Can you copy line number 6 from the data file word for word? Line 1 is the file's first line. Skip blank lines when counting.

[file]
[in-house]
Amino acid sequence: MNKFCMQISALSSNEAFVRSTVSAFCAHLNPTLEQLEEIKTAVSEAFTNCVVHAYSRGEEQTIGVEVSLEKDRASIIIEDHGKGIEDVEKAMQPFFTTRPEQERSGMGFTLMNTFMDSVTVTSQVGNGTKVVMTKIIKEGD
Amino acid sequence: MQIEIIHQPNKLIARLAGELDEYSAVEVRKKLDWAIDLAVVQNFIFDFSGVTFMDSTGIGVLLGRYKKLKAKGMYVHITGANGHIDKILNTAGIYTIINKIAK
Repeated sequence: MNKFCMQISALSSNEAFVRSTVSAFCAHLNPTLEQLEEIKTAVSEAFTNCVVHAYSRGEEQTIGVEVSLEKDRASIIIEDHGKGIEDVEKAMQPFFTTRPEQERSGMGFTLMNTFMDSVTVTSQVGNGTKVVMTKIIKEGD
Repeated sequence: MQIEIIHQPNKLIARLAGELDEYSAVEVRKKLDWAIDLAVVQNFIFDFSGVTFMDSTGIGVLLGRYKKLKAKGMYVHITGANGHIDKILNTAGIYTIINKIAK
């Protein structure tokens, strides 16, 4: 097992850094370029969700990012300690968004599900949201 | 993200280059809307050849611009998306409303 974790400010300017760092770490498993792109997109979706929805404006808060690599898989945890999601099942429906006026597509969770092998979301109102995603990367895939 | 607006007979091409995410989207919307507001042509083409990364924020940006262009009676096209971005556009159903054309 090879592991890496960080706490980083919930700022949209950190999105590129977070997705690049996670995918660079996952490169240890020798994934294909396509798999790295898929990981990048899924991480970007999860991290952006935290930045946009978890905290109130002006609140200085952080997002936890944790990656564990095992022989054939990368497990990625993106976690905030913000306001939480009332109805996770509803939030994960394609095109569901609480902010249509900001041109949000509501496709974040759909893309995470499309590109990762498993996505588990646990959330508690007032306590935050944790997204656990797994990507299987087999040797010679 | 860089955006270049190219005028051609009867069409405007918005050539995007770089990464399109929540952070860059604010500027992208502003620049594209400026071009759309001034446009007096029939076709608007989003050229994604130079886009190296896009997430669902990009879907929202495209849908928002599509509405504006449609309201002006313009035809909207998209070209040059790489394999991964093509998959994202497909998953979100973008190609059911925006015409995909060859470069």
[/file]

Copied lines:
């Protein structure tokens, strides 16, 4: 097992850094370029969700990012300690968004599900949201 | 993200280059809307050849611009998306409303 974790400010300017760092770490498993792109997109979706929805404006808060690599898989945890999601099942429906006026597509969770092998979301109102995603990367895939 | 607006007979091409995410989207919307507001042509083409990364924020940006262009009676096209971005556009159903054309 090879592991890496960080706490980083919930700022949209950190999105590129977070997705690049996670995918660079996952490169240890020798994934294909396509798999790295898929990981990048899924991480970007999860991290952006935290930045946009978890905290109130002006609140200085952080997002936890944790990656564990095992022989054939990368497990990625993106976690905030913000306001939480009332109805996770509803939030994960394609095109569901609480902010249509900001041109949000509501496709974040759909893309995470499309590109990762498993996505588990646990959330508690007032306590935050944790997204656990797994990507299987087999040797010679 | 860089955006270049190219005028051609009867069409405007918005050539995007770089990464399109929540952070860059604010500027992208502003620049594209400026071009759309001034446009007096029939076709608007989003050229994604130079886009190296896009997430669902990009879907929202495209849908928002599509509405504006449609309201002006313009035809909207998209070209040059790489394999991964093509998959994202497909998953979100973008190609059911925006015409995909060859470069």